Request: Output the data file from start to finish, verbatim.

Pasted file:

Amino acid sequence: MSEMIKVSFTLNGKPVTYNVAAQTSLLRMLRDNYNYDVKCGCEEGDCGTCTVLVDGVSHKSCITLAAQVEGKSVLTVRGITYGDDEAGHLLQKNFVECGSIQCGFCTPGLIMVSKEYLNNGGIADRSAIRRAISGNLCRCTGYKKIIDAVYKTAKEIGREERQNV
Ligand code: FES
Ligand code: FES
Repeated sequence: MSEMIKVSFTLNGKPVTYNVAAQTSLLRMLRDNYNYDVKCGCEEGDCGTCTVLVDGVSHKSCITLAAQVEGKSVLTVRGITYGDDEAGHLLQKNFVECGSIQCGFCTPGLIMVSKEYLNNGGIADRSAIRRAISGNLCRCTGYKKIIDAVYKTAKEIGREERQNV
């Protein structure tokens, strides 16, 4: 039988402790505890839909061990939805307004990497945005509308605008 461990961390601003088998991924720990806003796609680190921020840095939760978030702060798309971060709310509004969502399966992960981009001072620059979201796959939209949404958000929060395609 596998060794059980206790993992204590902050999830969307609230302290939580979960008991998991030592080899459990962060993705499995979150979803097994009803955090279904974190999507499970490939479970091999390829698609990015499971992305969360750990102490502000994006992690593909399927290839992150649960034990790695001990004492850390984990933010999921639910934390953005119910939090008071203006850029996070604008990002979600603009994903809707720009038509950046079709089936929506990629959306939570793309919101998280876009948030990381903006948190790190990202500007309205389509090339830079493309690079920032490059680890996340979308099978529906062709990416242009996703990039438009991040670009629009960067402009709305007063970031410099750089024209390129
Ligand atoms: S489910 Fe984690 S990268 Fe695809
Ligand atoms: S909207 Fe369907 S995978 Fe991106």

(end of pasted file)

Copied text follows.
Amino acid sequence: MSEMIKVSFTLNGKPVTYNVAAQTSLLRMLRDNYNYDVKCGCEEGDCGTCTVLVDGVSHKSCITLAAQVEGKSVLTVRGITYGDDEAGHLLQKNFVECGSIQCGFCTPGLIMVSKEYLNNGGIADRSAIRRAISGNLCRCTGYKKIIDAVYKTAKEIGREERQNV
Ligand code: FES
Ligand code: FES
Repeated sequence: MSEMIKVSFTLNGKPVTYNVAAQTSLLRMLRDNYNYDVKCGCEEGDCGTCTVLVDGVSHKSCITLAAQVEGKSVLTVRGITYGDDEAGHLLQKNFVECGSIQCGFCTPGLIMVSKEYLNNGGIADRSAIRRAISGNLCRCTGYKKIIDAVYKTAKEIGREERQNV
């Protein structure tokens, strides 16, 4: 039988402790505890839909061990939805307004990497945005509308605008 461990961390601003088998991924720990806003796609680190921020840095939760978030702060798309971060709310509004969502399966992960981009001072620059979201796959939209949404958000929060395609 596998060794059980206790993992204590902050999830969307609230302290939580979960008991998991030592080899459990962060993705499995979150979803097994009803955090279904974190999507499970490939479970091999390829698609990015499971992305969360750990102490502000994006992690593909399927290839992150649960034990790695001990004492850390984990933010999921639910934390953005119910939090008071203006850029996070604008990002979600603009994903809707720009038509950046079709089936929506990629959306939570793309919101998280876009948030990381903006948190790190990202500007309205389509090339830079493309690079920032490059680890996340979308099978529906062709990416242009996703990039438009991040670009629009960067402009709305007063970031410099750089024209390129
Ligand atoms: S489910 Fe984690 S990268 Fe695809
Ligand atoms: S909207 Fe369907 S995978 Fe991106």